Too often land use conflicts occur between existing non-residential uses and residential uses which are increasing in density. This can take the form of environmental issues impacting on residential amenity. This is particularly so with respect to existing industrial and manufacturing businesses and adjoining and nearby residential neighbours.
Thomson Geer recently acted for a milk manufacturing plant in rural Victoria that was experiencing tensions between its operations and adjoining residential areas. Dairy operators, by their nature, can impact on surrounding lands by way of odour and dust emissions. Despite great expenditure and caution and compliance with environmental obligations by the industry, these incidents can inadvertently occur.
To deal with potential land use conflicts which could impact on both the plant’s current and future operations and on residential use and amenity surrounding the plant, an Environmental Significance Overlay (ESO) in the local planning scheme was proposed by the plant operator on land surrounding the plant. This would provide a buffer area around the plant and inform land owners of the factory’s operation and its potential to impact residential amenity. It introduced controls in the buffer area by requiring planning permit applications for future development to discourage and control the establishment of inappropriate sensitive land uses in the buffer area that may be incompatible with the factory operations, and to require building construction design to minimise amenity impact. The potential impact of the factory’s operations on residential amenity was required to be taken into account in assessing planning applications.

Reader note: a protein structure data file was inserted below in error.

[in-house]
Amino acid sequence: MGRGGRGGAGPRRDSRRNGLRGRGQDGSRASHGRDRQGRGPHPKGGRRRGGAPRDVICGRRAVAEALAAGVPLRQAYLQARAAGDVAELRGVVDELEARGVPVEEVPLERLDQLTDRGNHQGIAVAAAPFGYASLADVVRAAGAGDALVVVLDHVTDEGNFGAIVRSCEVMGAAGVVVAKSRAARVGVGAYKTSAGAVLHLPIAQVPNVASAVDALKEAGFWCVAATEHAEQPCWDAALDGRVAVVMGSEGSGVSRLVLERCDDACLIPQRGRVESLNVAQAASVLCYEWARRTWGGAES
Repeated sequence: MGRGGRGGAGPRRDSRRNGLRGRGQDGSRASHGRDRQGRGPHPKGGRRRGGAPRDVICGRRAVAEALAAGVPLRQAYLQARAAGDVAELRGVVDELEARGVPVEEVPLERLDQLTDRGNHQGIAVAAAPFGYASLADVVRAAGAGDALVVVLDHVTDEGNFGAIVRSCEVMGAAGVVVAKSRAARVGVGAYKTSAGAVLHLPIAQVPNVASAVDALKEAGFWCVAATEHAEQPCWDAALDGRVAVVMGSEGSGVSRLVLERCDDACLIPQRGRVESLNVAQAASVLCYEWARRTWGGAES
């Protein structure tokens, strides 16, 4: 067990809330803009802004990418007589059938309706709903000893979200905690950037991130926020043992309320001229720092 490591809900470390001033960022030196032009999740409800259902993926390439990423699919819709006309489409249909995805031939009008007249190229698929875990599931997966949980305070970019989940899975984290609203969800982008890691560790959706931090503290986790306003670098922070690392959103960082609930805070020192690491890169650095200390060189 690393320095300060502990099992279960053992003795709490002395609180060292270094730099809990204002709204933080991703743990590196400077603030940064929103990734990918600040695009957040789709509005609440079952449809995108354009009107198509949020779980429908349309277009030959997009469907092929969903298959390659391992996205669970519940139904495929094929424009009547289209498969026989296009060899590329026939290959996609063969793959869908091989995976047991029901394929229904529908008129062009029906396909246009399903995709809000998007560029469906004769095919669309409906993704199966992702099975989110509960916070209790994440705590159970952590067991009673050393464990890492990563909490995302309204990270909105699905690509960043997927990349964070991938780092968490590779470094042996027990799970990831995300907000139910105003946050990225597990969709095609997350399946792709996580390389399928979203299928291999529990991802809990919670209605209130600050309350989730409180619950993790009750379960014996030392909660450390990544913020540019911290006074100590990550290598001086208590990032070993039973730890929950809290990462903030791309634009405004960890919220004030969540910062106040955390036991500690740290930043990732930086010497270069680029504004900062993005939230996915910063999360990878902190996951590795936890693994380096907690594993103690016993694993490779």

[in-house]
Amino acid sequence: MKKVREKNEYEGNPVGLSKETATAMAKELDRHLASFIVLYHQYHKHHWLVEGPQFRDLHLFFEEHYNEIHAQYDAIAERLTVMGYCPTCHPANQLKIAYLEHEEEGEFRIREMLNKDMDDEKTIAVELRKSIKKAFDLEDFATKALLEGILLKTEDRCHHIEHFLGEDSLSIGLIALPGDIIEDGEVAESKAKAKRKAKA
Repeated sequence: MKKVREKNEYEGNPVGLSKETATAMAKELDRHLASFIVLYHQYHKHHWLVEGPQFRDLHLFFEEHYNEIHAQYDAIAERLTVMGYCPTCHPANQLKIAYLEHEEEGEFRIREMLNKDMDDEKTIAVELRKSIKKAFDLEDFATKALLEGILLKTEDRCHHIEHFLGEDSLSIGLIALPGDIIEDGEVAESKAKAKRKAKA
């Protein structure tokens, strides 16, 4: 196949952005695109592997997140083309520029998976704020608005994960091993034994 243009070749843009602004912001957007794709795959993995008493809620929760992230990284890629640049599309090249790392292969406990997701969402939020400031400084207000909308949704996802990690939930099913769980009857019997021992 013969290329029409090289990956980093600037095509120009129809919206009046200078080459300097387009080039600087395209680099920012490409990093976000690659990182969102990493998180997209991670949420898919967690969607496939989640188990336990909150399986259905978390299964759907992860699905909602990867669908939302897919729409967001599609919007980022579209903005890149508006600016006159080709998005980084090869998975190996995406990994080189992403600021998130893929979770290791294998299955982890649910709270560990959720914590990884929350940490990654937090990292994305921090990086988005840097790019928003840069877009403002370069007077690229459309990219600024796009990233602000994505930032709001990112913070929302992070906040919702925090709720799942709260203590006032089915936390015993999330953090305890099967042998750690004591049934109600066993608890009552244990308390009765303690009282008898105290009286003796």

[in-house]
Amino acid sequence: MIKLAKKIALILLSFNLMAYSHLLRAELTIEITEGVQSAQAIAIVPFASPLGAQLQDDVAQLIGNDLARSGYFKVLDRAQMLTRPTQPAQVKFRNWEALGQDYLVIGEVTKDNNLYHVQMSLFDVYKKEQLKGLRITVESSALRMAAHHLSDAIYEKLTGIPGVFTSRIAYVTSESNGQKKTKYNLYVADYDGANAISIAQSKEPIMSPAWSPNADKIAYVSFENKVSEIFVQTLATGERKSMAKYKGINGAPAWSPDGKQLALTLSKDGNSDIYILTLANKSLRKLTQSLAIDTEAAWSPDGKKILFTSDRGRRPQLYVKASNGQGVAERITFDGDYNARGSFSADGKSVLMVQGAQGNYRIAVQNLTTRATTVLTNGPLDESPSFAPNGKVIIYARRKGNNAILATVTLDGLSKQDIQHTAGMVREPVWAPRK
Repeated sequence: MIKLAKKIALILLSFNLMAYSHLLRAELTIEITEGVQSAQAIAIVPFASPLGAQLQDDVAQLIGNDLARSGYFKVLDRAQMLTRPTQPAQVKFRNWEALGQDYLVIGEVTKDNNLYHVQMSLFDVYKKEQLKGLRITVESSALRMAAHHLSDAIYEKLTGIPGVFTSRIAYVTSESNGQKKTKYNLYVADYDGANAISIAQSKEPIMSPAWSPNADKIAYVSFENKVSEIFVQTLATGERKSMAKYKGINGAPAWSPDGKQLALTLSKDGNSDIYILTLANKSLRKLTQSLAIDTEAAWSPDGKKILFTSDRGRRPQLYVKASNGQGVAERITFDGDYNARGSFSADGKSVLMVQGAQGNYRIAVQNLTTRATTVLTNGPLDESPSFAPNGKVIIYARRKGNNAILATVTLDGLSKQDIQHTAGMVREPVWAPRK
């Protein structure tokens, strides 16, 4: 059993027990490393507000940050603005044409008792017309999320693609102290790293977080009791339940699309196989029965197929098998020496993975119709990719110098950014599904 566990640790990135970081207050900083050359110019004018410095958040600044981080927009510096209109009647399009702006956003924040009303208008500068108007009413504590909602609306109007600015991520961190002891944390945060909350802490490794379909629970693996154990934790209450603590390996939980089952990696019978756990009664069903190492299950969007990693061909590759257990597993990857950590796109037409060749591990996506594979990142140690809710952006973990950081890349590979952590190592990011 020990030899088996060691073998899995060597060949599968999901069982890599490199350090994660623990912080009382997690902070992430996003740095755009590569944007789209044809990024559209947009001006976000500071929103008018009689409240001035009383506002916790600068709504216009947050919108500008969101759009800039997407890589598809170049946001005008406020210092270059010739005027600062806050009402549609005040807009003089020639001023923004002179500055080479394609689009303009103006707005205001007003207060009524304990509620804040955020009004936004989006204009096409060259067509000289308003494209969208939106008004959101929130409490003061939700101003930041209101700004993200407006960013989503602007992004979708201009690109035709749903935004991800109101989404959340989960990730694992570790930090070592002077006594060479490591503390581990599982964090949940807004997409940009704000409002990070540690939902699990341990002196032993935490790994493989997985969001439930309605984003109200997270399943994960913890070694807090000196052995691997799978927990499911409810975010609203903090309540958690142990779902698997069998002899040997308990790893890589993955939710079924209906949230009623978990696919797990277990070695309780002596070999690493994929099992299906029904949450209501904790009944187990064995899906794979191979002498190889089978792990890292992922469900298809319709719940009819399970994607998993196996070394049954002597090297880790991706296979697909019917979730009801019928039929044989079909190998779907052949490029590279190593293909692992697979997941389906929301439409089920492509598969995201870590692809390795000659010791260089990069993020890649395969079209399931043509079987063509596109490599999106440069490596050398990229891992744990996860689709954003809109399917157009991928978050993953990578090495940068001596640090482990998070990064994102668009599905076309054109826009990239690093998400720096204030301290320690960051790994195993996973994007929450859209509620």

The proposed ESO was strongly contested by the local community. There was a panel hearing at which expert evidence on odour and dust, involving consideration of wind and topographical impacts, was heard. It involved some reconsideration of the boundaries and extent of the ESO. The panel prepared a report and recommended that the ESO be approved.
Recently the Minister for Planning approved the ESO and it now forms part of the planning scheme.
This matter demonstrates a way in which existing or potential inherently incompatible uses can be managed by way of planning controls. The aim is to avoid continuing disputes between the parties and for the uses to co-exist compatibly into the future.
Please contact us if you would like any further information on the implications of this case for your business.
Amanda Johns | Partner | email@example.com | +61 3 9641 8760